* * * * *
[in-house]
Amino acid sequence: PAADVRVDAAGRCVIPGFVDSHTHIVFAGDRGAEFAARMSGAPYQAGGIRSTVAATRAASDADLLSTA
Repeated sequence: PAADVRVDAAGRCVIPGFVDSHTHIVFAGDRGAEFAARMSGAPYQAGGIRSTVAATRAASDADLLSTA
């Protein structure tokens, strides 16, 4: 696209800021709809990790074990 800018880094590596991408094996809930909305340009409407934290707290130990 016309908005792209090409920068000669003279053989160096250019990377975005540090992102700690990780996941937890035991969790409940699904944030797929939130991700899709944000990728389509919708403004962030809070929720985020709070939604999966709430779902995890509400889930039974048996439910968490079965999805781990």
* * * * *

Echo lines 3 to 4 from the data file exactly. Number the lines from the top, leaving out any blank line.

Repeated sequence: PAADVRVDAAGRCVIPGFVDSHTHIVFAGDRGAEFAARMSGAPYQAGGIRSTVAATRAASDADLLSTA
């Protein structure tokens, strides 16, 4: 696209800021709809990790074990 800018880094590596991408094996809930909305340009409407934290707290130990 016309908005792209090409920068000669003279053989160096250019990377975005540090992102700690990780996941937890035991969790409940699904944030797929939130991700899709944000990728389509919708403004962030809070929720985020709070939604999966709430779902995890509400889930039974048996439910968490079965999805781990």